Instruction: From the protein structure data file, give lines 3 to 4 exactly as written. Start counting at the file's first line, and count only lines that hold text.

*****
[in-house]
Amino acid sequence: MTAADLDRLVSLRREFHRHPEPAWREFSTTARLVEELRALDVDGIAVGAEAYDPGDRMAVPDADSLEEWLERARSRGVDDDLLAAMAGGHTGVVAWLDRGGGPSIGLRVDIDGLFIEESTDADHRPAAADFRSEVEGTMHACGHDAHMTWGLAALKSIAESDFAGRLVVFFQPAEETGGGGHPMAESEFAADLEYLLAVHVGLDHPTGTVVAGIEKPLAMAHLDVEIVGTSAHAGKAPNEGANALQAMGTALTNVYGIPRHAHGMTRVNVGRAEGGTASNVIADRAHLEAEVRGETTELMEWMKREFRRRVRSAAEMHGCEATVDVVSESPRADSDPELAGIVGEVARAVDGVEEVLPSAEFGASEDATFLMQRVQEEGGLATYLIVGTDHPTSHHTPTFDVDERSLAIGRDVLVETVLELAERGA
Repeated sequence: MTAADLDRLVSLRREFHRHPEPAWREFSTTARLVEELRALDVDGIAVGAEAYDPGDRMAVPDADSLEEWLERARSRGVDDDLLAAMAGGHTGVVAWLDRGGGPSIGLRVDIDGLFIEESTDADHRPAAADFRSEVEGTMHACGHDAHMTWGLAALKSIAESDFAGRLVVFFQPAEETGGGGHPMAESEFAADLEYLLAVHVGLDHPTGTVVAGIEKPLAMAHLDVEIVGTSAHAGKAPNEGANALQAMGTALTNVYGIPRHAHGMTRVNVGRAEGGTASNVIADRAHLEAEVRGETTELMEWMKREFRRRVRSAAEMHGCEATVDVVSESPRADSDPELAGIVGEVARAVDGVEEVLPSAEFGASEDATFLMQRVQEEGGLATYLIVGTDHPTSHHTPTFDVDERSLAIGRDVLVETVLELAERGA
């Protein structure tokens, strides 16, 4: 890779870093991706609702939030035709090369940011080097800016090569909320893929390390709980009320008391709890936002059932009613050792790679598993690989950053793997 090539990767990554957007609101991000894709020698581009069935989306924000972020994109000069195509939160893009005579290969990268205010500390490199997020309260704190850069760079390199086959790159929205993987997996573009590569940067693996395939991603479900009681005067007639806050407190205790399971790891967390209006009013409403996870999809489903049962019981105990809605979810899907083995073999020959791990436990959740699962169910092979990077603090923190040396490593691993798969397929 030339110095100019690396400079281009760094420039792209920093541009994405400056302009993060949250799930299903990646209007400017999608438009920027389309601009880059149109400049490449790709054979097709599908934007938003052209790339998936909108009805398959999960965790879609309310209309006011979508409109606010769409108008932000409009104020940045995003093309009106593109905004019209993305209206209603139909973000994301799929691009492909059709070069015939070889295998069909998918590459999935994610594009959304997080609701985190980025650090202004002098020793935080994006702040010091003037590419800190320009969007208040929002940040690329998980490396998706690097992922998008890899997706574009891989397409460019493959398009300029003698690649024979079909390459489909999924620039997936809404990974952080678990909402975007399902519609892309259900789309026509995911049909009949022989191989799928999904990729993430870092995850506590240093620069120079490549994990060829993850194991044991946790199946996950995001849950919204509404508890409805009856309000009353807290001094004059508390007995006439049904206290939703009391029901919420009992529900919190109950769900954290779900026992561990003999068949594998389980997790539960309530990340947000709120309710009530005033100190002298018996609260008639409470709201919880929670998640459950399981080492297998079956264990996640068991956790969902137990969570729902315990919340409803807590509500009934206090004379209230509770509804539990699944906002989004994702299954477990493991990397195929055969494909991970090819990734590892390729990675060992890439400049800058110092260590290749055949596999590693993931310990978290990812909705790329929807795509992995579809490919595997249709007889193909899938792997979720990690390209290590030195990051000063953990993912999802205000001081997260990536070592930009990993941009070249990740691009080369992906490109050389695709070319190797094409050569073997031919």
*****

Repeated sequence: MTAADLDRLVSLRREFHRHPEPAWREFSTTARLVEELRALDVDGIAVGAEAYDPGDRMAVPDADSLEEWLERARSRGVDDDLLAAMAGGHTGVVAWLDRGGGPSIGLRVDIDGLFIEESTDADHRPAAADFRSEVEGTMHACGHDAHMTWGLAALKSIAESDFAGRLVVFFQPAEETGGGGHPMAESEFAADLEYLLAVHVGLDHPTGTVVAGIEKPLAMAHLDVEIVGTSAHAGKAPNEGANALQAMGTALTNVYGIPRHAHGMTRVNVGRAEGGTASNVIADRAHLEAEVRGETTELMEWMKREFRRRVRSAAEMHGCEATVDVVSESPRADSDPELAGIVGEVARAVDGVEEVLPSAEFGASEDATFLMQRVQEEGGLATYLIVGTDHPTSHHTPTFDVDERSLAIGRDVLVETVLELAERGA
């Protein structure tokens, strides 16, 4: 890779870093991706609702939030035709090369940011080097800016090569909320893929390390709980009320008391709890936002059932009613050792790679598993690989950053793997 090539990767990554957007609101991000894709020698581009069935989306924000972020994109000069195509939160893009005579290969990268205010500390490199997020309260704190850069760079390199086959790159929205993987997996573009590569940067693996395939991603479900009681005067007639806050407190205790399971790891967390209006009013409403996870999809489903049962019981105990809605979810899907083995073999020959791990436990959740699962169910092979990077603090923190040396490593691993798969397929 030339110095100019690396400079281009760094420039792209920093541009994405400056302009993060949250799930299903990646209007400017999608438009920027389309601009880059149109400049490449790709054979097709599908934007938003052209790339998936909108009805398959999960965790879609309310209309006011979508409109606010769409108008932000409009104020940045995003093309009106593109905004019209993305209206209603139909973000994301799929691009492909059709070069015939070889295998069909998918590459999935994610594009959304997080609701985190980025650090202004002098020793935080994006702040010091003037590419800190320009969007208040929002940040690329998980490396998706690097992922998008890899997706574009891989397409460019493959398009300029003698690649024979079909390459489909999924620039997936809404990974952080678990909402975007399902519609892309259900789309026509995911049909009949022989191989799928999904990729993430870092995850506590240093620069120079490549994990060829993850194991044991946790199946996950995001849950919204509404508890409805009856309000009353807290001094004059508390007995006439049904206290939703009391029901919420009992529900919190109950769900954290779900026992561990003999068949594998389980997790539960309530990340947000709120309710009530005033100190002298018996609260008639409470709201919880929670998640459950399981080492297998079956264990996640068991956790969902137990969570729902315990919340409803807590509500009934206090004379209230509770509804539990699944906002989004994702299954477990493991990397195929055969494909991970090819990734590892390729990675060992890439400049800058110092260590290749055949596999590693993931310990978290990812909705790329929807795509992995579809490919595997249709007889193909899938792997979720990690390209290590030195990051000063953990993912999802205000001081997260990536070592930009990993941009070249990740691009080369992906490109050389695709070319190797094409050569073997031919």